The Vadnais Sports Center has two hockey rinks and three turf athletic fields under the state’s second-tallest dome, and it’s all on sale at the marked-down price of $13 million.
The beleaguered complex has been unable to meet revenue projections and pay its bills since it opened late in 2010. It went on the market in July at half the $26 million it took to build it.
A few suitors have expressed interest in buying the 220,000-square-foot parcel at 1490 E. County Road E, said Dan Nelson, general counsel for the arena’s owner, Community Facility Partners (CFP). Nelson said CFP has enlisted the services of Marcus and Millichap Real Estate Investment Brokerage Co. to market the property on behalf of bondholders. The Minneapolis firm recommended the $13 million asking price, Nelson said.
For bondholders, a sale at that price means they likely will take a loss.
“It is highly doubtful they will get their investment back, but until we have a winning bid, we don’t know how much they will get back,” Nelson said.
Nelson said he’s hopeful a sale can be completed by the end of the year.
Bondholders were notified of the sale in a letter sent last month by U.S. Bank, which is the trustee for the bondholders. The bank said it will hold a conference call Aug. 13 to update bondholders on the status of the facility, proposed sales process and related issues. A spokeswoman for the bank had no further comment.
The sale is just the latest chapter in the arena’s short three-year history.
Controversial from the start, the center, built with bonds backed by the city, was supposed to become a destination that spurred economic development along Hwy. 61 and the surrounding area in the northern Ramsey County community. Instead, the complex has generated mountains of red ink and headaches for the city of Vadnais Heights and investors.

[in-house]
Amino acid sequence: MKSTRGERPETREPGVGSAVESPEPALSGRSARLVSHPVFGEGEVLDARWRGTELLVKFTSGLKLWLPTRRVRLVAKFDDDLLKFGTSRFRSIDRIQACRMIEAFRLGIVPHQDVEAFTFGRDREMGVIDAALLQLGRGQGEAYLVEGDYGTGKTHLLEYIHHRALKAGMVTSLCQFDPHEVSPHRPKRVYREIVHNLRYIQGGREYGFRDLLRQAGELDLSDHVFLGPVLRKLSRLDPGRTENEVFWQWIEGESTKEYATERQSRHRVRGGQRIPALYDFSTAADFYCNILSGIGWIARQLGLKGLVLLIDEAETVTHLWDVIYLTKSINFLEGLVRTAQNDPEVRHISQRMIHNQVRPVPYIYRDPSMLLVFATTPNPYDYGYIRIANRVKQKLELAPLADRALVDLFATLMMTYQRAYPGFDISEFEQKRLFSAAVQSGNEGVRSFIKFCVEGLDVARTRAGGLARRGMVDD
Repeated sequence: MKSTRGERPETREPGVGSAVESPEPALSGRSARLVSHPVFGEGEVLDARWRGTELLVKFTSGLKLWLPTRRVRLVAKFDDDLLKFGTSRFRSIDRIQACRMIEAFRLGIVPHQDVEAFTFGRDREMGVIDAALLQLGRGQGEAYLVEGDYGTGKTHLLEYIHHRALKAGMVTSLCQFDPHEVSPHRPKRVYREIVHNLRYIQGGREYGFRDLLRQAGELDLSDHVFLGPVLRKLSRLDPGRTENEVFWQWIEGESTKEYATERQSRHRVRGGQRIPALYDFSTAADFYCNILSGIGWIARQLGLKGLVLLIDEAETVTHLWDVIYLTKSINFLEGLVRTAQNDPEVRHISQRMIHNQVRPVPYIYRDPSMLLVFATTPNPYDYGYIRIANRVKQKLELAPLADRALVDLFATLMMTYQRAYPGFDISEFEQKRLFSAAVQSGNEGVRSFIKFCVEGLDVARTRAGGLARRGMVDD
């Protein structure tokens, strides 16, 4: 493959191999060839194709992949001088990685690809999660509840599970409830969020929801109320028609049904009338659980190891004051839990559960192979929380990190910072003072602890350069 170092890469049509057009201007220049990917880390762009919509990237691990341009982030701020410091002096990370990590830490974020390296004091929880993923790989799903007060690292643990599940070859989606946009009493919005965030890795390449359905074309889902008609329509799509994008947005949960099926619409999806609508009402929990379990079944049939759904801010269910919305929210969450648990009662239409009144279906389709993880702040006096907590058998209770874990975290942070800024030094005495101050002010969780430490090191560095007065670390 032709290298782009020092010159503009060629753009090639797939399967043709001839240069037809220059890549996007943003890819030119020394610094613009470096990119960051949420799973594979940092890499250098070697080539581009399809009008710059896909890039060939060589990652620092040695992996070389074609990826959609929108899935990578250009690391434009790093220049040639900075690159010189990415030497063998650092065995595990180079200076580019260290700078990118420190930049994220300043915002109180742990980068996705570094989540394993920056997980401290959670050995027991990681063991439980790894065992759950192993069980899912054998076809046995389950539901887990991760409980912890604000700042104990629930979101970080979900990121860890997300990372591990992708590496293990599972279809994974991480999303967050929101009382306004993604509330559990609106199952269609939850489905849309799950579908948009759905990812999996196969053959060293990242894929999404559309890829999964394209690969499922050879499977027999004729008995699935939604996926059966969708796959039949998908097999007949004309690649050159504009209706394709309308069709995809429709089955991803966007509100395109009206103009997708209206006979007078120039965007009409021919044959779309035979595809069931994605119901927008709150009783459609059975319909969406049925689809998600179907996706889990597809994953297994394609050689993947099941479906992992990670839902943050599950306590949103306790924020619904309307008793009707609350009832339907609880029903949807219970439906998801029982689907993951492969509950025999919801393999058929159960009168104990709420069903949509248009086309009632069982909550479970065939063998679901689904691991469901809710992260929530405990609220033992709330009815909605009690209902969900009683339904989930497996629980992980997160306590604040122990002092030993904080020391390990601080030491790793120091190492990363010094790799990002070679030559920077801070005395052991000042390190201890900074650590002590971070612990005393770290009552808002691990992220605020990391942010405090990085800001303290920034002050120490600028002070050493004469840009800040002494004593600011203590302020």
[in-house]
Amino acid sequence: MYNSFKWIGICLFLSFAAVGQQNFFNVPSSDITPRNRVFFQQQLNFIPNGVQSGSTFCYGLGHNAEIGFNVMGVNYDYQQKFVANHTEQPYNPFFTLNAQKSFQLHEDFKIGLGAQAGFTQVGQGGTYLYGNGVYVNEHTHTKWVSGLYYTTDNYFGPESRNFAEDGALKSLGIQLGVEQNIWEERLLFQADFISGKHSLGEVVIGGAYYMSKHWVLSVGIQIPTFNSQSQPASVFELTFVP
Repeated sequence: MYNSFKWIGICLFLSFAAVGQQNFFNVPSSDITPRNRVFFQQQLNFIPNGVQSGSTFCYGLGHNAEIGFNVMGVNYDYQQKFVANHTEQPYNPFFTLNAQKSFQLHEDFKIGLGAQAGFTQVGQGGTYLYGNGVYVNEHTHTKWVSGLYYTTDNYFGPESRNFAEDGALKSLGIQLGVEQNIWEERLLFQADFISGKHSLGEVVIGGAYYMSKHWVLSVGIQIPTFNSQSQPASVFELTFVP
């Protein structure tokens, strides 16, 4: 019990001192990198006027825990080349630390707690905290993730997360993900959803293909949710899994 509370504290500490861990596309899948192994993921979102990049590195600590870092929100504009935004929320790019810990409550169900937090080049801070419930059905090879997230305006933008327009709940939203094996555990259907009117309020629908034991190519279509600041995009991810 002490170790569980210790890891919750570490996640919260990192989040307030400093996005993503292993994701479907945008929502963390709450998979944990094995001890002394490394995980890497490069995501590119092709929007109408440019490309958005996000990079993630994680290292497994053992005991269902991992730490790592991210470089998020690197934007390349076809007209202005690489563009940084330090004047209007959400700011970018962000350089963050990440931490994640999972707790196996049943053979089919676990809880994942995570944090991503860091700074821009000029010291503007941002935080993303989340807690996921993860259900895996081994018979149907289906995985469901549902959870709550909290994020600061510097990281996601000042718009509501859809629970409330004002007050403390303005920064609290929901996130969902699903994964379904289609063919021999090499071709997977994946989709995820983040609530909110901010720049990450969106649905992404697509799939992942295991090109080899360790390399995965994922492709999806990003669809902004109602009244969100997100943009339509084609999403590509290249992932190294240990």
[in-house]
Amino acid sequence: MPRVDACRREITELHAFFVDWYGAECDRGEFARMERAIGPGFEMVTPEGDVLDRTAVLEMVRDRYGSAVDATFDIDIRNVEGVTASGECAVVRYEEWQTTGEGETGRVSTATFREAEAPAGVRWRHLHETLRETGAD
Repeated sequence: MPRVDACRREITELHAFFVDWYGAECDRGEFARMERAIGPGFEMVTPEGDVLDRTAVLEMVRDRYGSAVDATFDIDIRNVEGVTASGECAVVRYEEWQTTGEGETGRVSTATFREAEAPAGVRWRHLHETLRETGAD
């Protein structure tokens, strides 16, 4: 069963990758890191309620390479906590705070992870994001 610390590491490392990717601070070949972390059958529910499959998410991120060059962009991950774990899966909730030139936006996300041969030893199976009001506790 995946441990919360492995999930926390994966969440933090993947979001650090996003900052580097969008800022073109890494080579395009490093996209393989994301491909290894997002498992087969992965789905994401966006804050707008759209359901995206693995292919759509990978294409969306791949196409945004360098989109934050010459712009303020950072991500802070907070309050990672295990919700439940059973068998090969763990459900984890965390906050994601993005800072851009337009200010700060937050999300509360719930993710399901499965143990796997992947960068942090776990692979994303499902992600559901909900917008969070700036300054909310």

Signs of trouble first surfaced in August 2011 when the city lent the arena $127,000 to cover a bond payment. Without that loan, the center would have defaulted on its debt and the city would have lost its lease with CFP. More loans followed, and the arena sunk into such a financial morass that city leaders last fall fired the arena’s management company, Sports Facility Development and Management Group, and its CEO, Mark Bigelbach. It then voted to stop covering shortfalls with taxpayer dollars as was required by the bonds.
In turn, that led to Standard & Poor’s to drop the city’s long-term rating on lease revenue bonds from an A- to a CC.
Before it was built, the Vadnais Sports Center was projected to have 1.3 million visitors and generate $2.3 million in revenue in its first full year, enough to pay the bills without tapping city money or needing a taxpayer bailout. In 2011, the center’s first full year, revenue was about $1.5 million, or $763,000 below projections, documents showed. And although business picked up in 2012 and the arena generated positive income during the first six months of 2013, there has not been enough revenue to cover the bond payments, Nelson said.
Nelson said there is plenty of interest in acquiring the property to keep an ice center.
“It’s not like the arena will go away and somebody will put up a shopping mall,” he said.